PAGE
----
1 Corinthians 4
I. PARTY SPIRIT 1, 10 -- 4, 21 (continued)
1-5: Ministers of Gospel Judged by Christ. 4. Paul refers to the work of his apostolate,
in which he is not conscious of fault; not thereby justified does not therefore directly refer to the justification
of the sinner through grace. His apostolate was probably not perfect; only God is an infallible judge.
5. So also the Corinthians should avoid judging the preachers, which leads to division.
They have not sufficient evidence now, but they will have it on the last day when they judge the world with Christ (cf. 6,
2 f). Everyone will have his praise: Paul takes it that all the preachers will merit praise; if there be any
blameworthy they will be blamed.
4, 6-21: Corinthians Contrasted with Apostles. Perfect contentment
will be found in the Messianic kingdom only in its final stage when Christians will reign with Christ. The Corinthians
are so self-satisfied that they seem to expect nothing better than their present state while the Apostles, who would be expected
to be admitted first to glory, are still suffering with Christ. The first part of this is ironical.
6. Transgressing what is written: in the Greek this comes immediately after learn; literally, that
in us you may learn the "not beyond what is written." It is probably proverbial. What is written almost
invariably refers to the sacred writings. In this case Paul would be referring to Old Testament teaching on humility
in such passages as those quoted in 1, 19.31; 3, 19 f. 7. Who
singles thee out? probably implies the answer "no one"; there is no foundation for the personal advantage claimed in
party division. Even if there were it would be, as all else, from God and not an occasion for boasting.
9. An allusion to the Roman "circus" where men condemned to death had to fight men and beasts for the
spectators, some admiring and sympathizing, others scorning and gloating. 13. Offscouring:
what is removed in cleaning, similar to refuse. 16. As I am in Christ: probably
added from 11, 1. 17. Timothy's mission is mentioned in Acts 19,
21 f. My ways: teaching and example. 18 f. Paul had promised a return
visit (Acts 18, 21), and intends to keep his promise (16, 5-8). Some adversaries seem to have boasted
that they had so undermined his authority that he would be afraid to return (cf. 2 Cor. 10-13). Paul
will look for the fruits of preaching not vain eloquence.
Gospel Judged by Christ 1 Let a man so account us, as servants of Christ and stewards of the mysteries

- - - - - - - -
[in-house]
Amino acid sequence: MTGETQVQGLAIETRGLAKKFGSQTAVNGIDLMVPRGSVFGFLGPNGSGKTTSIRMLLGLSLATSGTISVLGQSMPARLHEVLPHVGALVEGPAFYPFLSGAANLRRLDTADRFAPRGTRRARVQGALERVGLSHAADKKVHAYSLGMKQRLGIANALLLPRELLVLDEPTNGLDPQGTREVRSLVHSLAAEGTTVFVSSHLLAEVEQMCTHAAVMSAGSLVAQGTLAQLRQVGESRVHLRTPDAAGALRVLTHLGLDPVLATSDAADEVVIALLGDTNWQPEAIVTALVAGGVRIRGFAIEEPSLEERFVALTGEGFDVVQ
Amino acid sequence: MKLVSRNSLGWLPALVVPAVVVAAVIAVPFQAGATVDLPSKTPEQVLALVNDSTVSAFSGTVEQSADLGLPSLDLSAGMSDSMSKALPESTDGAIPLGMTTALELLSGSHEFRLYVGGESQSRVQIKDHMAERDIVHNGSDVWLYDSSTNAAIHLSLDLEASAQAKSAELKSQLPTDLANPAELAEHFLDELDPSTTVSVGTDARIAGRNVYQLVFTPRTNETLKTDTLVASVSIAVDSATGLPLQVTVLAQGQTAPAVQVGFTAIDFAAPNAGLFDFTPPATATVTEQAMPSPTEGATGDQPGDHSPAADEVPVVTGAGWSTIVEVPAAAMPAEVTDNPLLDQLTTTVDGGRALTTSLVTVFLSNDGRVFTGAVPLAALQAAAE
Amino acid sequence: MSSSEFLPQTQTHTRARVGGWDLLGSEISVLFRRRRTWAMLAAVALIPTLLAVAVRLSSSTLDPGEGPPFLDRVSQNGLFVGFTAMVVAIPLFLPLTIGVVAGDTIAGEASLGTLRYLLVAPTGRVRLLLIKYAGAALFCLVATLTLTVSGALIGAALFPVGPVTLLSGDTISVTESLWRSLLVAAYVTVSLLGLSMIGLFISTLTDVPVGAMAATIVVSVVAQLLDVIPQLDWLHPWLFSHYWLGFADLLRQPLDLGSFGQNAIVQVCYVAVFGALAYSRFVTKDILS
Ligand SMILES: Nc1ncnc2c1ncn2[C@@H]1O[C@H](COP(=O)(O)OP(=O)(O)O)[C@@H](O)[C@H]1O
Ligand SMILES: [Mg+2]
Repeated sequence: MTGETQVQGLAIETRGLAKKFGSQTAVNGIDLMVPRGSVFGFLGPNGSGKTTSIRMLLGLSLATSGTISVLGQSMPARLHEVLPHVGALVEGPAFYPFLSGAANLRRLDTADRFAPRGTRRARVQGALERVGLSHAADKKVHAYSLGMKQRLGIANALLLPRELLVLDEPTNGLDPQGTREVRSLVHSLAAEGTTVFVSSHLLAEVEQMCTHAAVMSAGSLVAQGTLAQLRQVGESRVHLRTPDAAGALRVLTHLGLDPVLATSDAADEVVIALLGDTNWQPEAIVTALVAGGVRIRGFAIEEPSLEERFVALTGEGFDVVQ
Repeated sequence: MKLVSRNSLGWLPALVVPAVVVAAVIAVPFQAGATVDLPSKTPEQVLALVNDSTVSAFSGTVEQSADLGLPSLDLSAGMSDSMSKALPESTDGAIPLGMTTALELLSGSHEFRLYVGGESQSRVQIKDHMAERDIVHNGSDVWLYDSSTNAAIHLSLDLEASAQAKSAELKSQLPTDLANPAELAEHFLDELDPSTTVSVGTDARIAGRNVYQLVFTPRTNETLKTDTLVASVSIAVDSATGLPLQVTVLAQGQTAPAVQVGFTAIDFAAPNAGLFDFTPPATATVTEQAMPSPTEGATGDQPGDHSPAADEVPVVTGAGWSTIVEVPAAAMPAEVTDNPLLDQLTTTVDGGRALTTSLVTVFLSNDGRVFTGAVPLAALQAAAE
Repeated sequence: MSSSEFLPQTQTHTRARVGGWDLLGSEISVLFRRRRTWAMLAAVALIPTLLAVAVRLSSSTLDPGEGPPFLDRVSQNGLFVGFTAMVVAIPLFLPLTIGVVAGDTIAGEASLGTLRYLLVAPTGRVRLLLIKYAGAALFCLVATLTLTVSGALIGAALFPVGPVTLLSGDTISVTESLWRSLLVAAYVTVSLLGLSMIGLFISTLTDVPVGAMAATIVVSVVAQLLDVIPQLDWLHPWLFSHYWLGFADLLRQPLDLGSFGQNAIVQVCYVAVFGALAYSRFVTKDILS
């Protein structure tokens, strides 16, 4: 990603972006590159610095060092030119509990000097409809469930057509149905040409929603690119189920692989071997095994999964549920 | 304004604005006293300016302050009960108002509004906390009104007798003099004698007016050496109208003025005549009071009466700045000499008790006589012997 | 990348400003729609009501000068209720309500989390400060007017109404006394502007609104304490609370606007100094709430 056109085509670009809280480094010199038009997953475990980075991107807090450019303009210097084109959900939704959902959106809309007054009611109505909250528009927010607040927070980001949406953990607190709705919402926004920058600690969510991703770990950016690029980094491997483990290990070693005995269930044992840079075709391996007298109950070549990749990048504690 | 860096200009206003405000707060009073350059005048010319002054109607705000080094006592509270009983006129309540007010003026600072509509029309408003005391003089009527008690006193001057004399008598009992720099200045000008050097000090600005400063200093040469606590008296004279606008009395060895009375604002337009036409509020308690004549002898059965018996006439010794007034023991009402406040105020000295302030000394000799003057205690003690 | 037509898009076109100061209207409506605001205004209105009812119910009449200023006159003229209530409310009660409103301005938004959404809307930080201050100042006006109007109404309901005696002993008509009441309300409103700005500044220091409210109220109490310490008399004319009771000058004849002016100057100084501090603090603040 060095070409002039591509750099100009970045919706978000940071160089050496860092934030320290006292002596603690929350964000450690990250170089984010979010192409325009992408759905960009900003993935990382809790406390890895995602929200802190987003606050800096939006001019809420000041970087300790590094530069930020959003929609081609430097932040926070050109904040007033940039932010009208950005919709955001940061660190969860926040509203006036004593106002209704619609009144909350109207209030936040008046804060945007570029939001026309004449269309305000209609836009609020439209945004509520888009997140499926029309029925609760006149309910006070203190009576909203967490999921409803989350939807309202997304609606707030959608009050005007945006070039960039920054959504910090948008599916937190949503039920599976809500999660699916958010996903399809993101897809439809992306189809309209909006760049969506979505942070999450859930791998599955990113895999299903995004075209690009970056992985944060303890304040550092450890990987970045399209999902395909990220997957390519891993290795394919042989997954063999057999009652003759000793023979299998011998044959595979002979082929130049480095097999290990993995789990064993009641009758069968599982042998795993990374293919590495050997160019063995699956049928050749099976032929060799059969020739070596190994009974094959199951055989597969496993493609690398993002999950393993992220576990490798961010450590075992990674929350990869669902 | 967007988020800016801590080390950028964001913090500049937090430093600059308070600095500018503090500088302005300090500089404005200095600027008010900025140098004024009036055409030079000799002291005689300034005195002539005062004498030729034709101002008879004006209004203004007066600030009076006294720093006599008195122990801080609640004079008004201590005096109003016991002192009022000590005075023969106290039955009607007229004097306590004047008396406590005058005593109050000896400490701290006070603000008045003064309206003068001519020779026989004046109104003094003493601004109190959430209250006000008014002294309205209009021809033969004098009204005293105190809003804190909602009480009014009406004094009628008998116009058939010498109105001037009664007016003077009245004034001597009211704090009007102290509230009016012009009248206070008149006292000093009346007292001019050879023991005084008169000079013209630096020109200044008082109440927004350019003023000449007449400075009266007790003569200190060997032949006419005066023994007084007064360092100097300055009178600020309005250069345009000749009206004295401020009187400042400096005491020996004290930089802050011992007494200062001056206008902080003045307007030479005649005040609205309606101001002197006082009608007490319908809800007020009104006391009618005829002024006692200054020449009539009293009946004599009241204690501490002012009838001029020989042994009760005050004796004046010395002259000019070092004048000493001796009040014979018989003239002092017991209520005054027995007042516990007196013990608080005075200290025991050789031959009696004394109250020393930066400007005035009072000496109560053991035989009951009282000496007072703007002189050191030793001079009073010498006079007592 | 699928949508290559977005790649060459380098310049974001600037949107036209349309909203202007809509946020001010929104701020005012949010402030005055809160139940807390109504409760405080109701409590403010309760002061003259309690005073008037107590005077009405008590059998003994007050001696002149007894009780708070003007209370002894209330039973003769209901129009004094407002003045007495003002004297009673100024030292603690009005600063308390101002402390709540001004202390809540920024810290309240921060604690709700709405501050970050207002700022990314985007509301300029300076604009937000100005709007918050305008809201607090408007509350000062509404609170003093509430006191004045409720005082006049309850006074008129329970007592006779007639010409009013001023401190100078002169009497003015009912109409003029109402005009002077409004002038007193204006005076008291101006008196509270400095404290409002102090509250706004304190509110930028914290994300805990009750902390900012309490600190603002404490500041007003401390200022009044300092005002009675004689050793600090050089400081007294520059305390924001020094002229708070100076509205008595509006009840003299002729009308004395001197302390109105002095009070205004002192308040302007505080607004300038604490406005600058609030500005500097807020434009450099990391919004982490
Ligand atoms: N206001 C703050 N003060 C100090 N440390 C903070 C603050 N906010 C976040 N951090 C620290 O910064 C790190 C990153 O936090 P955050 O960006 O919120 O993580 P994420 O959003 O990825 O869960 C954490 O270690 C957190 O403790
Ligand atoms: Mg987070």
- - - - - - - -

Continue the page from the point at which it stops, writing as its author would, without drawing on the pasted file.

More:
of God. 2 Now here it is required in stewards that a man be found trustworthy. 3 But with me it is a very small
matter to be judged by you or by man's tribunal. Nay I do not even judge my own self. 4 For I have nothing
on my conscience, yet I am not thereby justified; but he who judges me is the Lord. 5 Therefore, pass no judgment before
the time, until the Lord comes, who will both bring to light the things hidden in darkness and make manifest the counsels
of hearts; and then everyone will have his praise from God.
Corinthians Contrasted with Apostles 6 Now, brethren, I have
applied these things to myself and Apollos by way of illustration for your sakes, that in our case you may learn not to be
puffed up one against the other over a third party, transgressing what is written. 7 For who singles thee out?
Or what hast thou that thou hast not received? And if thou hast received it, why dost thou boast as if thou hadst not
received it? 8* You are already filled! You are already made rich! Without us you reign! And would
that you did reign, that we too might reign with you! 9* For I think God has set forth us the apostles last of all,
as men doomed to death, seeing that we have been made a spectacle to the world, and to angels, and to men. 10* We are
fools for Christ, but you are wise in Christ! We are weak, but you are strong! You are honored, but we are without
honor! 11* To this very hour we hunger and thirst, and we are naked and buffeted, and have no fixed abode. 12*
And we toil, working with our own hands. We are reviled and we bless, we are persecuted and we bear with it, 13* we
are maligned and we entreat, we have become as the refuse of this world, the offscouring of all, even until now!
14 I write these things not to
put you to shame, but to admonish you as my dearest children. 15* For although you have ten thousand tutors in Christ,
yet you have not many fathers. For in Christ Jesus, through the gospel, did I beget you. 16 Therefore, I beg you,
be imitators of me, as I am of Christ. 17 For this very reason I have sent to you Timothy, who is my dearest son and
faithful in the Lord. He will remind you of my ways, which are in Christ Jesus, even as I teach everywhere in every
Now some are puffed up, as if I were not coming to you. 19 But I shall come to you shortly, if the Lord is willing,
and I shall learn the power of those who are puffed up, not the promises. 20 For the kingdom of God is not in word,
but in power. 21 What is your wish? Shall I come to you with a rod, or in love and in the spirit of meekness?
8-13: Paul ironically contrasts the self-satisfaction of the Corinthians with the humble condition of
the Apostles, still in the midst of sufferings.
15: The tutor, i.e., "pedagogue," the slave, often not much loved, who accompanied the youth
to and from his real teacher.